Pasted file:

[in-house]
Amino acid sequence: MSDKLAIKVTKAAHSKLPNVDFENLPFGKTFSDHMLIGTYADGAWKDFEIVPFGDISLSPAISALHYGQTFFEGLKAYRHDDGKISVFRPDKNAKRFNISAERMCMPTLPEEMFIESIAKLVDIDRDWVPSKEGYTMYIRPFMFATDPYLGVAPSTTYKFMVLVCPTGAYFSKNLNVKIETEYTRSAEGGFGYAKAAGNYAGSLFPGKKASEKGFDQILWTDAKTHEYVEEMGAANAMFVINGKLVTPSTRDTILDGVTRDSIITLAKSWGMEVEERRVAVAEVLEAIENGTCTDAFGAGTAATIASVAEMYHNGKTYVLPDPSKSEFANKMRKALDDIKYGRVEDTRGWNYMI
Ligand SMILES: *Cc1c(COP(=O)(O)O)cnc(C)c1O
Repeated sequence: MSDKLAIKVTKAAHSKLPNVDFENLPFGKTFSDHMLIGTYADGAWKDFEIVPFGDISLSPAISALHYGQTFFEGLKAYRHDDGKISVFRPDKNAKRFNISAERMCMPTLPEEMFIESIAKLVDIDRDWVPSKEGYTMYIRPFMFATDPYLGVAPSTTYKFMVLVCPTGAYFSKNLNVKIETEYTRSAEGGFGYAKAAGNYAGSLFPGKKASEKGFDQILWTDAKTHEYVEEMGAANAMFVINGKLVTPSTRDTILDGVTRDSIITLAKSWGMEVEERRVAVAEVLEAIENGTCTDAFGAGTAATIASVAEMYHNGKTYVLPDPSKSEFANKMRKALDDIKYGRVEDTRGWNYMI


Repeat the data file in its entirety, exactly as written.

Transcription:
[in-house]
Amino acid sequence: MSDKLAIKVTKAAHSKLPNVDFENLPFGKTFSDHMLIGTYADGAWKDFEIVPFGDISLSPAISALHYGQTFFEGLKAYRHDDGKISVFRPDKNAKRFNISAERMCMPTLPEEMFIESIAKLVDIDRDWVPSKEGYTMYIRPFMFATDPYLGVAPSTTYKFMVLVCPTGAYFSKNLNVKIETEYTRSAEGGFGYAKAAGNYAGSLFPGKKASEKGFDQILWTDAKTHEYVEEMGAANAMFVINGKLVTPSTRDTILDGVTRDSIITLAKSWGMEVEERRVAVAEVLEAIENGTCTDAFGAGTAATIASVAEMYHNGKTYVLPDPSKSEFANKMRKALDDIKYGRVEDTRGWNYMI
Ligand SMILES: *Cc1c(COP(=O)(O)O)cnc(C)c1O
Repeated sequence: MSDKLAIKVTKAAHSKLPNVDFENLPFGKTFSDHMLIGTYADGAWKDFEIVPFGDISLSPAISALHYGQTFFEGLKAYRHDDGKISVFRPDKNAKRFNISAERMCMPTLPEEMFIESIAKLVDIDRDWVPSKEGYTMYIRPFMFATDPYLGVAPSTTYKFMVLVCPTGAYFSKNLNVKIETEYTRSAEGGFGYAKAAGNYAGSLFPGKKASEKGFDQILWTDAKTHEYVEEMGAANAMFVINGKLVTPSTRDTILDGVTRDSIITLAKSWGMEVEERRVAVAEVLEAIENGTCTDAFGAGTAATIASVAEMYHNGKTYVLPDPSKSEFANKMRKALDDIKYGRVEDTRGWNYMI